White Whale Review: An Online Literary Magazine Untitled Document
WHITE WHALE REVIEW
Elizabeth Bradfield
Elizabeth Bradfield is the author of two poetry collections: Approaching Ice and Interpretive Work. Her poems have appeared in The New Yorker, The Atlantic, Orion, The Believer, Poetry and she has been awarded the Audre Lorde Prize and a Stegner Fellowship, among other honors. Founder and editor-in-chief of Broadsided Press, she lives on Cape Cod, works as a naturalist locally as well as on expedition ships, and is the current Poet-in-Residence at Brandeis University and on the faculty of the low-residency MFA program at University of Alaska Anchorage. www.ebradfield.com
Featured Work
Loading...
Subscribe to RSS     Share

Graveside

 

 

An island from the land of documented firsts (continental landing, overwintering, geographic pole, magnetic pole, continental crossing, kiteski, solo this and that), first denial: Shackleton’s grave. Here and lonely for what had, home, been imagined. Ferry over bins of champagne glasses. Butlers, parkas over black suits, urge gun it. Gusts strafe the harbor, twist up waterspouts, howl by careened factories (retired). The historian got married here so masters ceremonies. B will watch my boat, let me stand outside picket, lay eyes on the starred stone. But I’m tired. Already. This is not my pilgrimage.

 

oil-green grass, rib-white fence

a single marker marked

above a cobble of bone


Grytviken

 

 

Shuttle to research base. All amenities, all proper gear and protocol. Pick up biologists. Rat eradication talk by the nonprofit head. X tons of poison chopper-dropped, glaciers for quarantine, tussock grass again (they hope) nested. Donations.

 

silos loom, rust

6” whale oil eye level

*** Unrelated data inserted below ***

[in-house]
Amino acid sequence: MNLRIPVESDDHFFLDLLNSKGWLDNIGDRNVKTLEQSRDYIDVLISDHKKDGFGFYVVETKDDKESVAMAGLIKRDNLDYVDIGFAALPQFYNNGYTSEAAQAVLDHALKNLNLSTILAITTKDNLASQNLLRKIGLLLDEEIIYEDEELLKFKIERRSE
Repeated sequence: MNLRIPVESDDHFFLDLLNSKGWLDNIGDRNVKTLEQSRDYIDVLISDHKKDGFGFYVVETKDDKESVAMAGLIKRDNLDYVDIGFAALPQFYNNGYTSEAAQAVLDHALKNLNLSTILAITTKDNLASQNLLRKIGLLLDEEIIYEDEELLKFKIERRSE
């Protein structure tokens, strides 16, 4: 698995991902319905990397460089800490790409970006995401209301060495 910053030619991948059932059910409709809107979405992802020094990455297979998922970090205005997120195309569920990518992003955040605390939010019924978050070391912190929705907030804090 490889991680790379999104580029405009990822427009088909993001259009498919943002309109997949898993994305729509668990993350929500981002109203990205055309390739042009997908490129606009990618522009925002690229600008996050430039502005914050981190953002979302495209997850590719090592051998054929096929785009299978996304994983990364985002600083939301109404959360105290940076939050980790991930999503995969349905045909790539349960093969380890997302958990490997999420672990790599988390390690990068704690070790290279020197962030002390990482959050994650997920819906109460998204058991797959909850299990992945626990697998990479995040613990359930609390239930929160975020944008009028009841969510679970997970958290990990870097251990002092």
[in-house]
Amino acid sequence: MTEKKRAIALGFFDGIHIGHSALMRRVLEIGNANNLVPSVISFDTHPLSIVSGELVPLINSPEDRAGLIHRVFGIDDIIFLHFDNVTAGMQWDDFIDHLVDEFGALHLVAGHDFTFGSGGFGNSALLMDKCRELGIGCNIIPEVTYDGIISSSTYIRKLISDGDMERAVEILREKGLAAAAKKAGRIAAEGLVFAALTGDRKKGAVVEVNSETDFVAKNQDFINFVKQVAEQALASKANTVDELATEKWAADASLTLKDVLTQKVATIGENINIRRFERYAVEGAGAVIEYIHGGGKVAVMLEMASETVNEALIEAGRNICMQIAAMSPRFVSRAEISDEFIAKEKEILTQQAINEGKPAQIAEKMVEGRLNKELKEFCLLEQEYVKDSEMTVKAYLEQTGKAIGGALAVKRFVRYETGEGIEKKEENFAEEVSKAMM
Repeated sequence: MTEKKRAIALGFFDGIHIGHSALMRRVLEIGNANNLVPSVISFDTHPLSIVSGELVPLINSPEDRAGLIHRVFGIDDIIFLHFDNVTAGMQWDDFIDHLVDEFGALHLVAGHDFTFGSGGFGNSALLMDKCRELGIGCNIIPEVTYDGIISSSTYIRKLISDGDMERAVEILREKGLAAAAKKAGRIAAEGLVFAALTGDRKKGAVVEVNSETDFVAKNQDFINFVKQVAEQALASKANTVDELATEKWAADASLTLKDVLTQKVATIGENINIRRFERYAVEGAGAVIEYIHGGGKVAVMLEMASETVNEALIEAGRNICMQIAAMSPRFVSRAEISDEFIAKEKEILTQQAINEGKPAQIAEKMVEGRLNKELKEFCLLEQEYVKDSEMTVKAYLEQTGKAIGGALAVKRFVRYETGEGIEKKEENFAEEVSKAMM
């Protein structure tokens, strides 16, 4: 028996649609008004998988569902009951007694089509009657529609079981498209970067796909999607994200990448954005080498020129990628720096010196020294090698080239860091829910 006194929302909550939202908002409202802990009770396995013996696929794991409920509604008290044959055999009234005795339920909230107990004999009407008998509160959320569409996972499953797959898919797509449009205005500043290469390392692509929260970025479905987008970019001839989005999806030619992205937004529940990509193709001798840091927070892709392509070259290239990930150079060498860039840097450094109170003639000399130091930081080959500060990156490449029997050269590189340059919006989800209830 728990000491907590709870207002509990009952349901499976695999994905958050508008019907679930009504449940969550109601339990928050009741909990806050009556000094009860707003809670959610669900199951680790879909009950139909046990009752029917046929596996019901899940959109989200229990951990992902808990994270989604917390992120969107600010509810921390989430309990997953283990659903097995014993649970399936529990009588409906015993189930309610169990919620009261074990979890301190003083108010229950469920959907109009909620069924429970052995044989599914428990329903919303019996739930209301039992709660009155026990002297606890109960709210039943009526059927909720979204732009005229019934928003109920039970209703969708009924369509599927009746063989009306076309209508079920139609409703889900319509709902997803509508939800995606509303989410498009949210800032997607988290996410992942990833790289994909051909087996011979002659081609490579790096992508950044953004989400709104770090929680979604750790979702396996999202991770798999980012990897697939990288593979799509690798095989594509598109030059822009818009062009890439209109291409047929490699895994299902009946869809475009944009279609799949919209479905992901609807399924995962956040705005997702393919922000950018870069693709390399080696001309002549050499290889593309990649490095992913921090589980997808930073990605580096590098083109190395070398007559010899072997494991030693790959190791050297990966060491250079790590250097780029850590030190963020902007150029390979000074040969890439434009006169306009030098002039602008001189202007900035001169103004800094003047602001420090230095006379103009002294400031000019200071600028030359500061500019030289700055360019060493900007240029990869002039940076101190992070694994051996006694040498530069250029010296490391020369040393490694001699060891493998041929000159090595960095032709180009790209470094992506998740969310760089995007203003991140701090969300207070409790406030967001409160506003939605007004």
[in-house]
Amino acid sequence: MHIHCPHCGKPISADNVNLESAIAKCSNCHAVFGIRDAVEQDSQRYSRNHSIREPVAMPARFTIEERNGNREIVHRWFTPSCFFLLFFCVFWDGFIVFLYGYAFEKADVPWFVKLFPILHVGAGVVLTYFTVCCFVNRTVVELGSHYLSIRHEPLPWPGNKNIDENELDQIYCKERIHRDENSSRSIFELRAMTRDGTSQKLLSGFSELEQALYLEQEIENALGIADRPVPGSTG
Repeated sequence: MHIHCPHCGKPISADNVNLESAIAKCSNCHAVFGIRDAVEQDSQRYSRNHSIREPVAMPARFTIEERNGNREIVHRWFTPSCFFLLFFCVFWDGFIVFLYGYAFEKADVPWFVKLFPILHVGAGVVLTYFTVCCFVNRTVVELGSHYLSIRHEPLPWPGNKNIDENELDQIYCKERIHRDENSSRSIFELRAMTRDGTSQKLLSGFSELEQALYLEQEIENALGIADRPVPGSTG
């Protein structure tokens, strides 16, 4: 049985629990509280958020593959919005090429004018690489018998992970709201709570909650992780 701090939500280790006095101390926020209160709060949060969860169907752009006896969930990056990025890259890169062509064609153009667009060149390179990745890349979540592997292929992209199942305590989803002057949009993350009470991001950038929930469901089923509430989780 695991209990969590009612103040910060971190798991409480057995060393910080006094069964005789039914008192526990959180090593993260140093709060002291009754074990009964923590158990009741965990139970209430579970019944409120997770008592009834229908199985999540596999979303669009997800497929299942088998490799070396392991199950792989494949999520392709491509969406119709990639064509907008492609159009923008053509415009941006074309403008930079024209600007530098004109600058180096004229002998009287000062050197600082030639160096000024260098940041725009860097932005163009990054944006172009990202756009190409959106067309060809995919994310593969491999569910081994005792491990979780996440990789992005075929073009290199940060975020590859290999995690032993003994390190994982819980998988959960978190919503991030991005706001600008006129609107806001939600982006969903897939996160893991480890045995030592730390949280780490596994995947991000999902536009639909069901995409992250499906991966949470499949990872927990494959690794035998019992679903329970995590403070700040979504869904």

no pipit on steeple or trypot

 

Now that church, post office, museum are shored up, another restoration, another (hoped) erasure. Another error blurred, overwritten, transformed.


Salisbury Plain

 

 

squashed into mud

becoming soil no tree will use

body, beak, feet, splain

 

One king stands over another laid flat, lifeless but less than dead. No skua plunge. Eye whole. Still attended. The one standing cries to beckon/ward off. Jab and nod. Jab and nod. No idea how long this will continue. No idea what the dead one died of. Back to ship after group A’s allotted time (one hour). I won’t return again this season.


 

 

Sea Day

 

 

                 dissolve     dissolve

 

                               what the water offers

 

                                      what I’d like to take it up on


After Kinnes Cove

 

 

Our new curse, shared, muttered when it goes to shit: Kinnes Cove. Wrecked from yesterday’s 70 knots. Set out on glass, dallying, then blown rage. Spindrift the proper but wrong word for what blew over us, made us flotsam. Not sure how long we pounded into wind, crests as the ship repositioned, drifted in, repositioned to make us a lee. Clawed the tiller Blackburn-like. Got passengers back, got J into the bow as ballast, kept close astern in prop-smoothed wake. Stupid fucking way to die, in the place of my fancies, away.

 

small ember

in fractal ice, spume squall

the pulse still burns


Elizabeth Bradfield

Notes on the Text

 

 

Haibun, a classic Japanese form, recounts everyday life or travels in diary-like prose scattered with small poems, often haiku. The best examples are found in the writings of Bashō, the 17th century master of the form. Try Back Roads to Far Towns (White Pine Press, 2004). As with much Japanese poetry and art, Bashō’s work is infused with allusions to poets, stories, figures and cultural tropes that his contemporaries would recognize—here, end notes serve the modern reader as an approximation of that experience.

 

“Graveside”: Grytviken was a major whaling port on South Georgia. Sir Ernest Shackleton organized his rescue effort of the men left on Elephant Island from this port, and his widow buried him in the whaler’s cemetery when he died on a return voyage to Antarctica in 1922. To “careen” a boat means to beach a boat in order to repair it or, in the sense used here, to retire it.

 

“Grytviken”: The South Georgia pipit is a small, sparrow-like bird that is gone from populated areas of the Island (rats and habitat destruction are the main culprits) but holds on still on some isolated islets. There’s hope that, with rat eradication, it could nest on South Georgia again.

 

Copyright © Elizabeth Bradfield. White Whale Review, issue 6.1


Previous Author Prev Next Author